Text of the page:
United States District Court, D. Connecticut
RULING DENYING PETITION FOR WRIT OF HABEAS
Jeffrey Alker Meyer, United States District Judge
Charles Arokium brings this petition for a writ of habeas
corpus pursuant to 28 U.S.C. § 2254. He is currently on
parole after being convicted in Connecticut state court for
possession of narcotics with intent to sell. Petitioner
argues that his conviction was based on evidence obtained in
violation of the Fourth Amendment. But it is well established
that, if the state courts have provided an opportunity for
full and fair litigation of a Fourth Amendment claim, federal
courts cannot grant habeas corpus relief on that claim. I
will therefore deny the petition.
early 2009, an officer with the Stamford Police Department
received a tip from a confidential informant that a man was
selling cocaine out of a hotel room. See State v.
Arokium, 143 Conn.App. 419, 421-22 (2013). The informant
said that he knew the man as “Charlie, ” and gave
the officer a physical description of the man. The officer
learned from the hotel's clerk that the room was being
rented in petitioner's name. Ibid.
officer had the informant make a controlled purchase from the
seller to confirm that cocaine was being sold. The officer
then stationed himself outside of the hotel room, and saw at
least two individuals enter and exit the hotel room.
Id. at 423. Eventually, the officer noticed
petitioner leave the hotel room and, after following him on
foot, the officer determined that petitioner matched the
physical description of the cocaine seller given by the
informant. Id. at 424. Petitioner got into a cab in
the hotel parking lot. The officer approached the cab,
displayed his badge, and ordered petitioner out of the car.
Petitioner did not immediately comply with the order, and the
officer opened the cab's door and pulled petitioner out
and onto the ground to be handcuffed. Id. at 424-25.
While the officer was removing petitioner from the car, a bag
petitioner had been holding fell to the ground and spilled
some of its contents. The officer noticed, among other
things, a clear plastic bag containing a white powder that he
suspected to be cocaine. Id. at 425.
was charged in Connecticut Superior Court with possession of
narcotics and possession of narcotics with intent to sell. He
filed a motion to suppress the evidence obtained by the
police when he was pulled from the cab, arguing that the
police had neither reasonable suspicion to stop him nor
probable cause to arrest him. Ibid. The trial court
denied the motion after a suppression hearing, and petitioner
was found guilty after a jury trial. Id. at 425-26.
appealed his conviction, reiterating the arguments made in
his motion to suppress. Id. The Connecticut
Appellate Court considered at length and then rejected
petitioner's challenge to the denial of his motion to
suppress. Id. at 433-38. Petitioner sought review in
the Connecticut Supreme Court, but his petition was denied.
Doc. #1 at 2.
later sought postconviction review in Connecticut state
court, contending that his trial counsel was ineffective in
the manner that he litigated the suppression hearing.
an evidentiary hearing, the state habeas trial court denied
Accordingly, the court concludes that the petitioner has
failed to present any persuasive evidence that shows [trial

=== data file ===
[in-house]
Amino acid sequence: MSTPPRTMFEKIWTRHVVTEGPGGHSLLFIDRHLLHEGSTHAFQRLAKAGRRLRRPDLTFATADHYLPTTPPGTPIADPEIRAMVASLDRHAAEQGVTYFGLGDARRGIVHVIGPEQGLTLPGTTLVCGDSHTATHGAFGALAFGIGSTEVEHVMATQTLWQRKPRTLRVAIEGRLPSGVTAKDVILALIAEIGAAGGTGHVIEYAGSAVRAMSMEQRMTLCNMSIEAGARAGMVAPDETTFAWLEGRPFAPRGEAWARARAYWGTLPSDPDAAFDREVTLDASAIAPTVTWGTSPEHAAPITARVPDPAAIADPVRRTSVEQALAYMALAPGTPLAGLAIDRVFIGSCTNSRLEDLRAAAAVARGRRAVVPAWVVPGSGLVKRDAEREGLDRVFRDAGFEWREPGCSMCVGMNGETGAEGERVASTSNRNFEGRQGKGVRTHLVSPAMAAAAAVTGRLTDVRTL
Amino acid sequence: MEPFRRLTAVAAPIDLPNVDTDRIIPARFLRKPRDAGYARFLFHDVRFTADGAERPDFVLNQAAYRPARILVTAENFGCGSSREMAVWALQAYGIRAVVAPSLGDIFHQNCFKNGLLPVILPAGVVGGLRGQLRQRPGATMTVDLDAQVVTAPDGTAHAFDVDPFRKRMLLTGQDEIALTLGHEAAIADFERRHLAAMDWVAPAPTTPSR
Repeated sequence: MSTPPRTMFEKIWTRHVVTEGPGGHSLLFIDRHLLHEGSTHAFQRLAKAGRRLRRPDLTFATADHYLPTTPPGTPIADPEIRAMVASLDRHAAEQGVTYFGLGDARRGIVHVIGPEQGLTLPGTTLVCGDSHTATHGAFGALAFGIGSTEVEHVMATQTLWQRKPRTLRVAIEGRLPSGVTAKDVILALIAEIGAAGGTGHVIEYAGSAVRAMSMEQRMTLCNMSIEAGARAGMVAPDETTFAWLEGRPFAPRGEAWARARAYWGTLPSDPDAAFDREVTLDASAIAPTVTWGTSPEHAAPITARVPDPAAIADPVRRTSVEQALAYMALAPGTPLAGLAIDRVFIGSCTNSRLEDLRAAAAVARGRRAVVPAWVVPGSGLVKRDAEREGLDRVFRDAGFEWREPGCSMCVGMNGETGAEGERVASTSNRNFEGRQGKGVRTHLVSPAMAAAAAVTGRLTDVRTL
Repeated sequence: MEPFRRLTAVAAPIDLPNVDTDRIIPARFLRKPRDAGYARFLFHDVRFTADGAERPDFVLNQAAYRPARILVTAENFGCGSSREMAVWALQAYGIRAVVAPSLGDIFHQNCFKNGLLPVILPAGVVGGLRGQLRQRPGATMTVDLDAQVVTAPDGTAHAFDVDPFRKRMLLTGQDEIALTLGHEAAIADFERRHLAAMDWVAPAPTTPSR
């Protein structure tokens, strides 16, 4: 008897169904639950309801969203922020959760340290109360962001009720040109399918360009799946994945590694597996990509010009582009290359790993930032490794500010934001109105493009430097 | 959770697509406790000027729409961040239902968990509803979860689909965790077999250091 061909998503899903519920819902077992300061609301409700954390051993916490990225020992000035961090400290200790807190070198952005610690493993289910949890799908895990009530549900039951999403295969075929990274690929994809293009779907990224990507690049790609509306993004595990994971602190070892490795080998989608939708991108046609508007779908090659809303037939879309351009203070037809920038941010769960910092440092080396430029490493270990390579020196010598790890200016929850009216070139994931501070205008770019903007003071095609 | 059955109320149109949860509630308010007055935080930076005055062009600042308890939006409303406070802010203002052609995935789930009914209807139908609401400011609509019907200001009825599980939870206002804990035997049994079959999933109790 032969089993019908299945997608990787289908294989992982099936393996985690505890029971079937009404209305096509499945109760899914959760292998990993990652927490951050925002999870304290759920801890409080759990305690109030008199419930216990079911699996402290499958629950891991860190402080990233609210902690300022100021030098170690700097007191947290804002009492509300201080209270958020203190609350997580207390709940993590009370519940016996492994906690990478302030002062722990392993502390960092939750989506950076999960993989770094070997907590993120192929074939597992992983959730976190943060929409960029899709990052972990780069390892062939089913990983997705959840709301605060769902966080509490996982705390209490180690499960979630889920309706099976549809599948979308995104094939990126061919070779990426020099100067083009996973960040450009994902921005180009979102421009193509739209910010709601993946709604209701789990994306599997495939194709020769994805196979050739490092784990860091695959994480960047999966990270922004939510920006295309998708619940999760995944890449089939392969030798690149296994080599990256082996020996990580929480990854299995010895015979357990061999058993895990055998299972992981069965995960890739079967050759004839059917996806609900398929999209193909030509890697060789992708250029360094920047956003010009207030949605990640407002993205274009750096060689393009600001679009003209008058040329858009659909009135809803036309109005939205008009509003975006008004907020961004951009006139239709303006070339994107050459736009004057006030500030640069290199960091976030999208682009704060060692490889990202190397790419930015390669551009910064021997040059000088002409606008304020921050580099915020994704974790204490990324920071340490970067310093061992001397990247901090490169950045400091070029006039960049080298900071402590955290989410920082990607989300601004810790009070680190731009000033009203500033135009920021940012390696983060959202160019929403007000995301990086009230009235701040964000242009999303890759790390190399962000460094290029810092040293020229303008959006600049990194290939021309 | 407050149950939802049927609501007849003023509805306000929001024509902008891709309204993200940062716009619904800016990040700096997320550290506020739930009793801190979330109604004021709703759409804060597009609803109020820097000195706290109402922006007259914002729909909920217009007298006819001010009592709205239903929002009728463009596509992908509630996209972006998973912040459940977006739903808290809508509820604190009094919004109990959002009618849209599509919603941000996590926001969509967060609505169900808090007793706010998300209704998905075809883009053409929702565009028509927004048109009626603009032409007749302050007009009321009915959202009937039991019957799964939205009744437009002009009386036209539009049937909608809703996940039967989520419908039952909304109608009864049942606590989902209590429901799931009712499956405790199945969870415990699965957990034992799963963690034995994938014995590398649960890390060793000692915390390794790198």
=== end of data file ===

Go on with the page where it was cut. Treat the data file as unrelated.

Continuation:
counsel] rendered deficient performance for failing to
investigate and locate all potential witnesses who would have
provided contradictory evidence to the police testimony at
the suppression hearing. The petitioner also has failed to
show that he was not advised about his right to testify at
the suppression hearing. Finally, the petitioner has not
presented any legal authority to this court that [trial
counsel] could have relied upon in the motion to suppress
that undermines this court's confidence in the outcome of
the motion to suppress hearing, nor has the petitioner
demonstrated that the strategy [trial counsel] employed was
Arokium v. Warden, State Prison, 2014 WL 3584746, at
*12 (Conn. Super. Ct. 2014). The Connecticut Appellate Court
dismissed petitioner's appeal of the habeas court's
ruling, see 164 Conn.App. 901 (2016), and the
Connecticut Supreme Court likewise declined to review
petitioner's appeal. Petitioner has now filed the instant
federal habeas corpus petition.
courts have limited authority to overturn state court
convictions. See generally 28 U.S.C. § 2254.
The limitations on this authority are even stricter in the
context of a habeas petition raising Fourth Amendment claims.
It is well established that a federal court may not grant
habeas corpus relief on the basis of a Fourth Amendment claim
“where the State has provided an opportunity for full
and fair litigation” of the claim. See Stone v.
Powell, 428 U.S. 465, 482 (1976). A federal court may
only review a Fourth Amendment claim brought in a habeas
petition “(a) if the state has provided no corrective
procedures at all to redress the alleged fourth amendment
violations; or (b) if the state has provided a corrective
mechanism, but the defendant was precluded from using that
mechanism because of an unconscionable breakdown in the
underlying process.” Capellan v. Riley, 975
F.2d 67, 70 (2d Cir. 1992).
only stated claim here-that his arrest “was the result
of an illegal stop, search, and seizure in violation of [his]
constitutional rights”-arises from the Fourth
Amendment. Doc. #1 at 5. But it is clear that he was able to
fully and fairly litigate this issue in the Connecticut state
courts. Accordingly, I have no authority pursuant to 28